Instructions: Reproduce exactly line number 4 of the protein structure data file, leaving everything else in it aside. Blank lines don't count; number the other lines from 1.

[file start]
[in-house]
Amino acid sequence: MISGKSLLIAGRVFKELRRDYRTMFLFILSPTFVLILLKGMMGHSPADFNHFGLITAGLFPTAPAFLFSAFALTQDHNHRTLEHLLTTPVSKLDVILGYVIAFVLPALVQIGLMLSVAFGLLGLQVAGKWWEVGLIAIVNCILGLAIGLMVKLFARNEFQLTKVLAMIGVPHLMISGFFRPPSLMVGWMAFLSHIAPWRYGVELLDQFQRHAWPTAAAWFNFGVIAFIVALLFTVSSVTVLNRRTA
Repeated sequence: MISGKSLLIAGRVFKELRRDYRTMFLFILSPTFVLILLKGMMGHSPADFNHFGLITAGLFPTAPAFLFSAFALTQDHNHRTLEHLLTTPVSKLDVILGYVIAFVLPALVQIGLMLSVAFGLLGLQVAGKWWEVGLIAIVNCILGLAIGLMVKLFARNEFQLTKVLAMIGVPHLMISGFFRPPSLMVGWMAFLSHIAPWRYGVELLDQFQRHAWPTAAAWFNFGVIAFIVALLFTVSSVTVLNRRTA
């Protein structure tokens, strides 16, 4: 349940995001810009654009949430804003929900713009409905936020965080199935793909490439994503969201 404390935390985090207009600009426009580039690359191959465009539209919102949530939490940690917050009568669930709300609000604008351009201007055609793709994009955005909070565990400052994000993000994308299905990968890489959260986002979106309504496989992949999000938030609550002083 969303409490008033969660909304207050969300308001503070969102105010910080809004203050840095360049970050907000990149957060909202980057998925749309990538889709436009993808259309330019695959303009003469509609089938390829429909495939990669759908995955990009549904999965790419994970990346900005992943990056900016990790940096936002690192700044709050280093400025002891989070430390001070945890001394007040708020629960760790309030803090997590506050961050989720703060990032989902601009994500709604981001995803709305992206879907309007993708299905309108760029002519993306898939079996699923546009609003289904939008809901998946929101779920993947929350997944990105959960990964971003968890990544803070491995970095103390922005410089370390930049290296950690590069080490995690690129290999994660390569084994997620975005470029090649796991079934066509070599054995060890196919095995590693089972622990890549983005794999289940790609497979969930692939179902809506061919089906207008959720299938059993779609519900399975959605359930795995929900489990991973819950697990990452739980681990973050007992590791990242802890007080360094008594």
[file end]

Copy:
């Protein structure tokens, strides 16, 4: 349940995001810009654009949430804003929900713009409905936020965080199935793909490439994503969201 404390935390985090207009600009426009580039690359191959465009539209919102949530939490940690917050009568669930709300609000604008351009201007055609793709994009955005909070565990400052994000993000994308299905990968890489959260986002979106309504496989992949999000938030609550002083 969303409490008033969660909304207050969300308001503070969102105010910080809004203050840095360049970050907000990149957060909202980057998925749309990538889709436009993808259309330019695959303009003469509609089938390829429909495939990669759908995955990009549904999965790419994970990346900005992943990056900016990790940096936002690192700044709050280093400025002891989070430390001070945890001394007040708020629960760790309030803090997590506050961050989720703060990032989902601009994500709604981001995803709305992206879907309007993708299905309108760029002519993306898939079996699923546009609003289904939008809901998946929101779920993947929350997944990105959960990964971003968890990544803070491995970095103390922005410089370390930049290296950690590069080490995690690129290999994660390569084994997620975005470029090649796991079934066509070599054995060890196919095995590693089972622990890549983005794999289940790609497979969930692939179902809506061919089906207008959720299938059993779609519900399975959605359930795995929900489990991973819950697990990452739980681990973050007992590791990242802890007080360094008594």